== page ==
If you know someone who, because of a disability, can no longer manage their money or make decisions about their personal or medical care, that person may need a court-appointed Guardian or Conservator. In the case of a minor, a Conservator must be appointed in certain cases when the minor is entitled to receive a sum of money from an insurance settlement, inheritance, etc.
In South Carolina a Guardian handles personal and custodial matters for an incapacitated adult. The incapacity may be due to mental illness, mental deficiency, physical illness or disability, advanced age, chronic use of drugs or alcohol, or other causes, except minority. A Guardian must decide where the person will live and make provisions for his/her care, comfort and maintenance, including mental and health care decisions. A court appointed Guardian must make yearly reports to the Probate Court regarding the condition of their ward. Guardians for minors are designated by the Family Court.
A Conservator manages financial affairs or property for an incapacitated adult or for a minor. The Conservator must manage and protect the property, and report periodically to the court about the assets, receipts and disbursements of the estate. No expenditures can occur without written Court order. If you are appointed conservator by the Court, it will be your responsibility to dutifully handle the financial situation of the protected person as stipulated by the Court. A bond insures that the conservator carries out his duties faithfully and appropriately. The bond is based on the total value of the protected person's personal property (excluding real estate), plus estimated income. In general, this court assumes that property value will increase at five (5%) percent per year; this percentage may be raised or lowered if it is not appropriate under the circumstances.
Adults: The bond is equal to105% of the non-real estate property of the protected person; the bond must be renewed annually and the amount of the bond can be adjusted as necessary. For example, if the protected person has property worth $10,000, the bond would be $10,000 plus $500 income, or $10,500.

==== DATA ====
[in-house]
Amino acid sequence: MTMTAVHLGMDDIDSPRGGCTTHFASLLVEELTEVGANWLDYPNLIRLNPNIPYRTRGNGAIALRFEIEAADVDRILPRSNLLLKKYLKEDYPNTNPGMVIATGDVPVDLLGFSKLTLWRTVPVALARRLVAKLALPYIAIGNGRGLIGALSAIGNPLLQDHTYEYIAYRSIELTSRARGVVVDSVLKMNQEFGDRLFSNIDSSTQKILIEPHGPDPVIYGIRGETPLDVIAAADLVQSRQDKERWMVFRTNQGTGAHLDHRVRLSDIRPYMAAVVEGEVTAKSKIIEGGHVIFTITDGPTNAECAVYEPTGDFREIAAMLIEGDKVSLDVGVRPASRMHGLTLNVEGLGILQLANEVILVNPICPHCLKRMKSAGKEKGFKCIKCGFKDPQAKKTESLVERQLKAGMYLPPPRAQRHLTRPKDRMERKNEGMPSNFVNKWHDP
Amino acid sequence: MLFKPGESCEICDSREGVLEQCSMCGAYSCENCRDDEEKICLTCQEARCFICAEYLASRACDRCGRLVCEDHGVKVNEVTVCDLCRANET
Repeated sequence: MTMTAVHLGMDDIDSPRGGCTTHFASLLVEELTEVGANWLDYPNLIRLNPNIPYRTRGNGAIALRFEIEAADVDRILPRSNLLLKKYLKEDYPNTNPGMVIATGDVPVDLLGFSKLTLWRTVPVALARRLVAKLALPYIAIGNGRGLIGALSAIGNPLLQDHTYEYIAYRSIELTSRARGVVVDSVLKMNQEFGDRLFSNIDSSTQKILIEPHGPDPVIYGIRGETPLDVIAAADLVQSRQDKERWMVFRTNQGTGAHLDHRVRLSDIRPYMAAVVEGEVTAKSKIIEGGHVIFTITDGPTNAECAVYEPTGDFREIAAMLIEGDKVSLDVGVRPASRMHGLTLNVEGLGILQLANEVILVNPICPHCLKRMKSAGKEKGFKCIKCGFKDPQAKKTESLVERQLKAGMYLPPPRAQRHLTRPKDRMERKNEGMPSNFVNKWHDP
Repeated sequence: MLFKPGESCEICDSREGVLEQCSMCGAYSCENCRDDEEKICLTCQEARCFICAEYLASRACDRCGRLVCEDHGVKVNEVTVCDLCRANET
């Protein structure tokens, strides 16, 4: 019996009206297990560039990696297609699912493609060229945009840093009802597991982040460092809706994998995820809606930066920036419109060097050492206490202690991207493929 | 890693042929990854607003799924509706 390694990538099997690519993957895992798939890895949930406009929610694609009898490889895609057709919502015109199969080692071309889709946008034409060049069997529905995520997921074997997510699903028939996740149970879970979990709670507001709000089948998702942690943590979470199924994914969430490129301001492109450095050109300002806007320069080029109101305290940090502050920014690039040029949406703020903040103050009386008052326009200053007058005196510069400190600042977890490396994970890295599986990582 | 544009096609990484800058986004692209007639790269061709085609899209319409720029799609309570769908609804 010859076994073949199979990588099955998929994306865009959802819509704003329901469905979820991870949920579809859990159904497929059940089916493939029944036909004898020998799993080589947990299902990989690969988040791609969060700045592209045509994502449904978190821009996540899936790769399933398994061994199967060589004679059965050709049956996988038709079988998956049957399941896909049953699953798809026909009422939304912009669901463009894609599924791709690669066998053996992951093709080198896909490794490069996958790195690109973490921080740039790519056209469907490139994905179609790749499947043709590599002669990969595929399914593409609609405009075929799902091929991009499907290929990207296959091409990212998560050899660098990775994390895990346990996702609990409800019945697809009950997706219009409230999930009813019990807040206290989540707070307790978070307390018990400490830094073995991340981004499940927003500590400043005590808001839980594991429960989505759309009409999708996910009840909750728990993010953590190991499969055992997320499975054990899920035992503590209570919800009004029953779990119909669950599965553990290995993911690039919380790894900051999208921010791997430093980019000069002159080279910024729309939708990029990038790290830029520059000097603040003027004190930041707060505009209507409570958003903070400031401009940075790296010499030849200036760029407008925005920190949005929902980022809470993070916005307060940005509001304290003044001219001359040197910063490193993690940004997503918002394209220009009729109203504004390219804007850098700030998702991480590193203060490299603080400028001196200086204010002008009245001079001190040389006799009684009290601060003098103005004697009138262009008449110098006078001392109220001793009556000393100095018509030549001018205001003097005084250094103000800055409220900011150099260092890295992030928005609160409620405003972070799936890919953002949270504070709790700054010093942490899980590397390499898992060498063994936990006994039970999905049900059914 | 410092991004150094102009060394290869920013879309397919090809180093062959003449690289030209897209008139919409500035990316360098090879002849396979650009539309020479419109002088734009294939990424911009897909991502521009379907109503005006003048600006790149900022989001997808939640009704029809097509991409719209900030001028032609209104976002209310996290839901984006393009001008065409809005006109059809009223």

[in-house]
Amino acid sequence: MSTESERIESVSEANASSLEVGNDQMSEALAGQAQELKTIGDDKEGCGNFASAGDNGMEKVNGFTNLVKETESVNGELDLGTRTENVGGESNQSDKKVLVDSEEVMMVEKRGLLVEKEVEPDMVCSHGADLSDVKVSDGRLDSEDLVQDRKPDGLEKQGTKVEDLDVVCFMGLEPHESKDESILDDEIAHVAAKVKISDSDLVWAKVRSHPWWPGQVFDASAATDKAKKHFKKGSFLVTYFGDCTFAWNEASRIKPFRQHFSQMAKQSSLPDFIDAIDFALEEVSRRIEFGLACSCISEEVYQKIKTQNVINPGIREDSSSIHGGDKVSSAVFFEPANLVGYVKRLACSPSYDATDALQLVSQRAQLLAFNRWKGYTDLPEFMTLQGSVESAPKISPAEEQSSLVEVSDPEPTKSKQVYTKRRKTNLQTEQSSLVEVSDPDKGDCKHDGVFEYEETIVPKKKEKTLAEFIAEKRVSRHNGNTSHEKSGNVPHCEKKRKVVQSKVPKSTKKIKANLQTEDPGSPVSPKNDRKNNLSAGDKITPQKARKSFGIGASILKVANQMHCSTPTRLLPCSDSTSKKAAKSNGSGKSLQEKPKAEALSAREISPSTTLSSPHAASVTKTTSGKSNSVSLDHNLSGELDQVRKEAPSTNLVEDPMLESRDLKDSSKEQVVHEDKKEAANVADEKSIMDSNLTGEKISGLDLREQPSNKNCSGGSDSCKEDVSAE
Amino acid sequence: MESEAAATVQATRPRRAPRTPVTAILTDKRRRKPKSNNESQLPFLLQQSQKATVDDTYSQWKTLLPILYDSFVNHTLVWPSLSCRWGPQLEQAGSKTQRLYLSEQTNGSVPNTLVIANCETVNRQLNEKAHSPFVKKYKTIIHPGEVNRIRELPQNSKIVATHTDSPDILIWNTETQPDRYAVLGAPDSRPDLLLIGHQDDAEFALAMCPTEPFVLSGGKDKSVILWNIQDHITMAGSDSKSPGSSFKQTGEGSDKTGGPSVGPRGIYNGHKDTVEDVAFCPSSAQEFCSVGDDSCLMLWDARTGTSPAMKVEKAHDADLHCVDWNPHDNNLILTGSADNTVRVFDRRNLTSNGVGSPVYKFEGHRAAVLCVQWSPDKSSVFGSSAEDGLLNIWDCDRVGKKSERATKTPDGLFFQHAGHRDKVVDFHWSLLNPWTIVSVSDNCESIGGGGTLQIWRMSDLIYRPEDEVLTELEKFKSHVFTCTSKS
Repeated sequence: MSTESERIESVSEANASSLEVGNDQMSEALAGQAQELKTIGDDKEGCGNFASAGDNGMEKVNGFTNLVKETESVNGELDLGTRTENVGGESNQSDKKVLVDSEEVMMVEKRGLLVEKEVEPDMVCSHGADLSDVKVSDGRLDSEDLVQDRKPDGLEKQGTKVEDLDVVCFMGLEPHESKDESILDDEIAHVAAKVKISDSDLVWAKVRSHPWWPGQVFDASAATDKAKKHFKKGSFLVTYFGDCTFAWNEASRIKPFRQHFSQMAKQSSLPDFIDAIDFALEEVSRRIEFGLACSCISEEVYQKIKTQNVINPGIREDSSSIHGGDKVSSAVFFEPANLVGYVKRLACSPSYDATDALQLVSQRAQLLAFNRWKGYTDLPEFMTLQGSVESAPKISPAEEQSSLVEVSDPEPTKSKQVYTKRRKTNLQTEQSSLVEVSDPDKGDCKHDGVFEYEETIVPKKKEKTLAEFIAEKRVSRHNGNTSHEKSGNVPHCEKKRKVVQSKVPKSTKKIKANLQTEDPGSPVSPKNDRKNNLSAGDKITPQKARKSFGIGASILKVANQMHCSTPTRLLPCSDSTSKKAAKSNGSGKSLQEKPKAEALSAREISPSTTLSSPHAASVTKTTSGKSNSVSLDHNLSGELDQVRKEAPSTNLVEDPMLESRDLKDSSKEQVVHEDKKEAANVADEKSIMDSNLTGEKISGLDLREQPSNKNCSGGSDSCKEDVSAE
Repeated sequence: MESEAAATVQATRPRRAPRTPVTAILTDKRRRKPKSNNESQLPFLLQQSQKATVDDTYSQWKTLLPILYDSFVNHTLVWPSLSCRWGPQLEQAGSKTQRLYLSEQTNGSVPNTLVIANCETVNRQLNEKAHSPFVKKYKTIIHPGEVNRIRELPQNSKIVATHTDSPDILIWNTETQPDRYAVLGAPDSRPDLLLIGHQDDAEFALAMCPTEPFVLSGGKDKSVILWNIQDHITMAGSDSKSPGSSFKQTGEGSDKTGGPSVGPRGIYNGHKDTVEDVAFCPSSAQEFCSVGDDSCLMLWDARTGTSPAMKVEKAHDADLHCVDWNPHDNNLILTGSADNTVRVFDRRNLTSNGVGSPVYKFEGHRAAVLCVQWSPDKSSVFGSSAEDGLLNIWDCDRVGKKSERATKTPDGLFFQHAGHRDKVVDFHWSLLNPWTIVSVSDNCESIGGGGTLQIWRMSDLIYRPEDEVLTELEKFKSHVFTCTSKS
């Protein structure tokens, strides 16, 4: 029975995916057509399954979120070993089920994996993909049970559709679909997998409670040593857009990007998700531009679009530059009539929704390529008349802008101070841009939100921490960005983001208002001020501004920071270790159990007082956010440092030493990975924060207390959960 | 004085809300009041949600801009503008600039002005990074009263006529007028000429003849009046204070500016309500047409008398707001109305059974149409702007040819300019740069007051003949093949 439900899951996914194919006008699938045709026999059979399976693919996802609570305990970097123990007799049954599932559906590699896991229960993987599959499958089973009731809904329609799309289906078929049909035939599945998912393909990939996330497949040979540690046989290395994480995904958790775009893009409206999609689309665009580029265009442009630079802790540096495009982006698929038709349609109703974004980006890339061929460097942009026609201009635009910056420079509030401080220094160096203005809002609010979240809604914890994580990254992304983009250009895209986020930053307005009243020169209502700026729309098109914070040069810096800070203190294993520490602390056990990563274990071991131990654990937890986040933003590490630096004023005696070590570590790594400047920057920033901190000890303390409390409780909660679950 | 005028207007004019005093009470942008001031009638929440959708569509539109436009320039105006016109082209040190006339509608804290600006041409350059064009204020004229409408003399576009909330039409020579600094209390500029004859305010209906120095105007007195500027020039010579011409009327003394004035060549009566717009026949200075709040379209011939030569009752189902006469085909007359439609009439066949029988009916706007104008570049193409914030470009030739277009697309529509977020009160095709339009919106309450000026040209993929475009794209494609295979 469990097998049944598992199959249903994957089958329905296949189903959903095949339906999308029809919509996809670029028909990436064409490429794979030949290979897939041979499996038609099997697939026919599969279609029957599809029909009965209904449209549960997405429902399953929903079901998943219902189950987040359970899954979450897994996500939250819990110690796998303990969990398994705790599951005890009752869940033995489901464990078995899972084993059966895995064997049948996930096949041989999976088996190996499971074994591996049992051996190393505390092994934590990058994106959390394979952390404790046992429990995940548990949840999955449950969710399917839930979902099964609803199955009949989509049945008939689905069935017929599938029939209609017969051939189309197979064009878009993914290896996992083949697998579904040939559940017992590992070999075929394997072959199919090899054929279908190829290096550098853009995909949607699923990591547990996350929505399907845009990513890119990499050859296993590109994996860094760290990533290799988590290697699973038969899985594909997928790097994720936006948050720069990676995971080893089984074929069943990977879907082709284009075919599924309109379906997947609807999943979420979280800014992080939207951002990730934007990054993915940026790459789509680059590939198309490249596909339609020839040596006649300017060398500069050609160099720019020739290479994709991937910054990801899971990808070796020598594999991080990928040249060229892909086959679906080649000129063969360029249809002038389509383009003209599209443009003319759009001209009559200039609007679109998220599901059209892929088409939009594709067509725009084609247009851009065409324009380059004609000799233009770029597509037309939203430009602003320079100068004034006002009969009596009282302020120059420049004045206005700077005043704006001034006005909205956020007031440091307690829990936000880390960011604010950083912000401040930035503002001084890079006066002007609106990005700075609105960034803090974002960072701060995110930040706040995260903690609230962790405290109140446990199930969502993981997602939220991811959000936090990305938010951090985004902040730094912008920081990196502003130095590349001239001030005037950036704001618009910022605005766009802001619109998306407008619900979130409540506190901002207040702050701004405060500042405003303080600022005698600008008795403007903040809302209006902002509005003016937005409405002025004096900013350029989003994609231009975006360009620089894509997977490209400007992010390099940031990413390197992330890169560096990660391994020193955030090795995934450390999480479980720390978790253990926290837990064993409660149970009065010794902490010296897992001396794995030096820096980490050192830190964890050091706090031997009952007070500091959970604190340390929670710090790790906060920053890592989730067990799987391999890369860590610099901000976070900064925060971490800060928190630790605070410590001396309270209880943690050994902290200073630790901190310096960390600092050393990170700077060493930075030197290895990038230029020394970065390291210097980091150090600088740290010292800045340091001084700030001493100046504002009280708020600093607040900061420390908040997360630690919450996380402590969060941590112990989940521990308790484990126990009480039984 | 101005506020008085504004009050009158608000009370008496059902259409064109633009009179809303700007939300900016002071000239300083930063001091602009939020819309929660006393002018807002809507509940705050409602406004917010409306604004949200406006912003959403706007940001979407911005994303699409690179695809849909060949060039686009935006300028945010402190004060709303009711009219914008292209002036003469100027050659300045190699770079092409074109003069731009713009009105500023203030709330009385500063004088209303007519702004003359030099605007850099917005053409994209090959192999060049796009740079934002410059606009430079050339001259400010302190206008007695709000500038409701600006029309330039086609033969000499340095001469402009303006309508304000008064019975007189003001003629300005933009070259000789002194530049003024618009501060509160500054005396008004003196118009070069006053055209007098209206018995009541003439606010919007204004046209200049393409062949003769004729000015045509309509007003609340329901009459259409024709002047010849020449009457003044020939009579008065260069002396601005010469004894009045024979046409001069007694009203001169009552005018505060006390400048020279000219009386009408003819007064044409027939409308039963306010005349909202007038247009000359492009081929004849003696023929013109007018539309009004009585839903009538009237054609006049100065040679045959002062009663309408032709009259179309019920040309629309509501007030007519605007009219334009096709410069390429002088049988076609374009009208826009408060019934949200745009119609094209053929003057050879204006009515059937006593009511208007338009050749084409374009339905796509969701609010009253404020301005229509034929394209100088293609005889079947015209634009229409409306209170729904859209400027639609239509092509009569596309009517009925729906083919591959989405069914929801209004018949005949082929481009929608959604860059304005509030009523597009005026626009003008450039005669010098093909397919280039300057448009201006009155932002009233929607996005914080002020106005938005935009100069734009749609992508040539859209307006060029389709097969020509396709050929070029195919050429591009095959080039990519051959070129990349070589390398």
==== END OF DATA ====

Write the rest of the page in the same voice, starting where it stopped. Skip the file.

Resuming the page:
Minors: The bond is equal to the value of the non-real estate property of the protected minor plus 5% of that amount for each year until the child reaches age 18. For example, if a 10 year old child has property worth $10,000, the bond would be $10,000 plus $500 income per year for 8 years until he reaches age 18, or $14,000.
Contact an attorney who practices in the Probate Court. Lawyer's fees can vary depending on the circumstances and complexity of the case. A lawyer must also be appointed to represent the allegedly incapacitated adult.
Guardianship: A Guardian is appointed after a hearing where testimony from family, a physician and licensed social worker indicate that the person is in need of a Guardian to assist in his/her personal care. All prospective Guardians must review an educational video on the process.
Conservatorship - Adult and Minor: A Conservator is appointed after a hearing where various professionals indicate that the medical and social status of the allegedly incapacitated adult requires a Conservator. All prospective Conservators must review an educational video on the process.
Filing fees are set by law and must be paid to the Court. If a Guardian and/or Conservator is appointed, the fees are generally paid from the estate of the protected person. Attorneys, examiners, visitors and others may be entitled to reasonable compensation for services as determined by the Court.
The Guardian or Conservator will be discharged. The Personal Representative of the estate will then take over the management of the financial affairs from the Conservator.
A Special Conservator or Guardian may be appointed by the Court in such emergency situations. You may not "quit" as Guardian or Conservator, but you may have someone else petition the Court to be appointed Successor Guardian or Conservator of the protected person.
If a Health Care Power of Attorney exists, a guardianship may be avoided. If a patient is able to consent to care under the Adult Health Care Consent Act, a guardianship may not be necessary. A conservatorship may not be necessary if the adult's only cash asset is a monthly Social Security check. Or, if the adult's only asset, other than monthly Social Security checks, is real property and no changes are proposed for the property at this time. If a Durable Power of Attorney exists, a conservatorship may be avoided.